Morels are something of an enigma in the mushroom world, appearing between March and May instead of autumn. They look odd, too, but don’t let that put you off these packets of flavour.
There are legions of wild-fungi hunters across the country, and their search for morels is akin to the feverish hunt for truffles across the Channel. There are numerous theories about the best locations to find these gems. Sandy and chalky soil seems to suit morels, and they’re said to be fond of freshly burnt ground. Many an 18th-century German forest fire stemmed from peasants’ attempts to cultivate them.
Like the best wild foods, simplicity in preparation makes for a memorable eating experience. However, to ensure you don’t have a memorable experience of the wrong sort, wash the morels to get rid of the grit that builds up in the wrinkles of the cap.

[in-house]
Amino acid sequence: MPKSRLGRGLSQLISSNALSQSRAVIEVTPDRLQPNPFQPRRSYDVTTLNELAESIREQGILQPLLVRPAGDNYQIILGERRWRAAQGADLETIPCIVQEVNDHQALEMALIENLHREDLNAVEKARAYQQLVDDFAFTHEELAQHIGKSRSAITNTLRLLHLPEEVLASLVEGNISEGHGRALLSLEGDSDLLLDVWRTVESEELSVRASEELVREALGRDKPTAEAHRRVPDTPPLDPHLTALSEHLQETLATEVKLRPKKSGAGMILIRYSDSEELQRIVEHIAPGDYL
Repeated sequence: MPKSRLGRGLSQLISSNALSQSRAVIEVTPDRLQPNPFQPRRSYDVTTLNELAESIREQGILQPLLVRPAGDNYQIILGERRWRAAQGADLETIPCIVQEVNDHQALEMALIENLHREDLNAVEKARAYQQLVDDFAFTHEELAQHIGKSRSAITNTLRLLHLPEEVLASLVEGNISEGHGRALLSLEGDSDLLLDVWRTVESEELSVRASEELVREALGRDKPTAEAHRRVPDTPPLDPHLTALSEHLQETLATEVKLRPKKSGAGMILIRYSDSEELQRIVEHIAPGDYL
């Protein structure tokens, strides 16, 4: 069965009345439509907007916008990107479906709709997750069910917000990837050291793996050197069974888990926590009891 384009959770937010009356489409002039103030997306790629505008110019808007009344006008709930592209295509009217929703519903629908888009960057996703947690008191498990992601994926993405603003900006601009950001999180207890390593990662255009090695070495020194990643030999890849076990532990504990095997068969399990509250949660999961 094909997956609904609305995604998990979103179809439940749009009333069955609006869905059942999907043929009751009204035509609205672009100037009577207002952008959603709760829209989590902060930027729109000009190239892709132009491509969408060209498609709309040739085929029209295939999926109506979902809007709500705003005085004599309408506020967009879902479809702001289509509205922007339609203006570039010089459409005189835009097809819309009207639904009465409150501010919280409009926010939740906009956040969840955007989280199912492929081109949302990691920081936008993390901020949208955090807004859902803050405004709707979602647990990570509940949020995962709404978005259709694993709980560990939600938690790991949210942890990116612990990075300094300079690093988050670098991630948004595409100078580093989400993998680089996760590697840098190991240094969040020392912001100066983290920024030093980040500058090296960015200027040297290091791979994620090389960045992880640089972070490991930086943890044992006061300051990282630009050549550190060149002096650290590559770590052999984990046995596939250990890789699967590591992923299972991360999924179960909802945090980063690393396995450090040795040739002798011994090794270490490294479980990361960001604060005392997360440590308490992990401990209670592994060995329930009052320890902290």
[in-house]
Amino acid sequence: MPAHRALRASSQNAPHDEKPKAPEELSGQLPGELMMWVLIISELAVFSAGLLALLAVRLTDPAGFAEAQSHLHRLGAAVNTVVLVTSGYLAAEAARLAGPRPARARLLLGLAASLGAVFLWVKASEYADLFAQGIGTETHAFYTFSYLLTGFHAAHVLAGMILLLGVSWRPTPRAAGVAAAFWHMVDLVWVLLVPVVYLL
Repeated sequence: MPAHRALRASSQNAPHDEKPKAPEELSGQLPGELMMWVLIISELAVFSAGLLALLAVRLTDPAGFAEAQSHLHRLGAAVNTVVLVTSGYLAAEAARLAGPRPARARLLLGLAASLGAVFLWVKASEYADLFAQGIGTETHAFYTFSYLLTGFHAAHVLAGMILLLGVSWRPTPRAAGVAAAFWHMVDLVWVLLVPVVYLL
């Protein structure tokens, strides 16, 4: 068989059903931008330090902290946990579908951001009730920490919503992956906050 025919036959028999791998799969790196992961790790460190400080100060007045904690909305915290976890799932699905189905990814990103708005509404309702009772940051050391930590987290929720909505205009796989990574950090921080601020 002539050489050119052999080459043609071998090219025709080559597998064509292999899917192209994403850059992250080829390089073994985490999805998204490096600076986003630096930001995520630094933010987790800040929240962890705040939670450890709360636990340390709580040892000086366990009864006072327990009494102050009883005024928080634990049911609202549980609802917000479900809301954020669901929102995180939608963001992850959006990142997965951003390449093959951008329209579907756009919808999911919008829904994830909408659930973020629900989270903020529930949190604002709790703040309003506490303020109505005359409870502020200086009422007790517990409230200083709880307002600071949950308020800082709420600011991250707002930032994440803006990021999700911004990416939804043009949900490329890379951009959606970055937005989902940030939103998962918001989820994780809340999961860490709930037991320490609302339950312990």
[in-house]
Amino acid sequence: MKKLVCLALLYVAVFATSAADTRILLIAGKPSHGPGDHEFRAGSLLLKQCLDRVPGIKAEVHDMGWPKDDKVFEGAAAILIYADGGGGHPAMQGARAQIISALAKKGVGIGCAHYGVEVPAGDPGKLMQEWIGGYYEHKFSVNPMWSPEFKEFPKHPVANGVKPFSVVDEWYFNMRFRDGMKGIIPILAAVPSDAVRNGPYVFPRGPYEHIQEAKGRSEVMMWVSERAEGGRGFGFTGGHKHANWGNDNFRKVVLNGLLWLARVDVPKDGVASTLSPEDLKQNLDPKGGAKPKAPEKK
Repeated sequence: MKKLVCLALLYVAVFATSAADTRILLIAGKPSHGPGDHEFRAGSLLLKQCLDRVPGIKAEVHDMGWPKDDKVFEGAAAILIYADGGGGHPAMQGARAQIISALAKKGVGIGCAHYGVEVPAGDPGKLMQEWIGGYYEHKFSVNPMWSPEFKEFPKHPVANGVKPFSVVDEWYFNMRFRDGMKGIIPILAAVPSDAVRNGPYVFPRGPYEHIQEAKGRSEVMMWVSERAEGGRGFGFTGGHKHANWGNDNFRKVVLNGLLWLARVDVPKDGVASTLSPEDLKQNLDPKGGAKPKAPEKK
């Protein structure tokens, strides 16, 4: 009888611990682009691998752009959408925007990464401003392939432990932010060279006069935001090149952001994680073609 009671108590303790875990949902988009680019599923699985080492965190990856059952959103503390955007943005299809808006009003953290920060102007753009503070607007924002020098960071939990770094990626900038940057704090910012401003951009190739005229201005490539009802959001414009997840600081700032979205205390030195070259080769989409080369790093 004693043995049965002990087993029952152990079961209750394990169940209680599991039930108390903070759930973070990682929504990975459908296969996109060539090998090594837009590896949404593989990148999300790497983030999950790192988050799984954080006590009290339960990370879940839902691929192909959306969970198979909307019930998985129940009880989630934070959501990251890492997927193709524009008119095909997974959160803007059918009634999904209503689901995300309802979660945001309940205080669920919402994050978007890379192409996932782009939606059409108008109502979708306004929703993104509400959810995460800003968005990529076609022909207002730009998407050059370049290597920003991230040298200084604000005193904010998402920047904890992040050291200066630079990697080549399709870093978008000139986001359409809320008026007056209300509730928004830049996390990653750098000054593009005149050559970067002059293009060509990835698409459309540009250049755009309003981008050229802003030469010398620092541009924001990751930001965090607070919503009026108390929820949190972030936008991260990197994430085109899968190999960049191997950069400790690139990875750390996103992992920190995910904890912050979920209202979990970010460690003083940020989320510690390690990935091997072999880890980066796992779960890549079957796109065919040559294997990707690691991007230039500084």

They’re perfect with cream- and chicken-stock-based sauces and with old-fashioned cuts of meat. In his book Wild Food, Roger Phillips suggests serving them on fried bread very simple, very British.
Morels on fried bread
This is a wonderful first course, but if using morels on their own appears too expensive, bulk the dish out with cheaper varieties.
A little stock
Chopped parsley and thyme
Salt and freshly ground pepper
1 free-range egg yolk
3tbsp double cream
Clean the mushroom caps in running water, remove the stem bases, dry thoroughly and split lengthwise. If using dried morels, reconstitute in warm water for 20 minutes, reserving water for the stock. Stew for 30 minutes in the butter and stock, a little chopped parsley and thyme, salt and pepper. Stir in the egg yolk and cream to thicken. Serve on bread fried in bacon fat.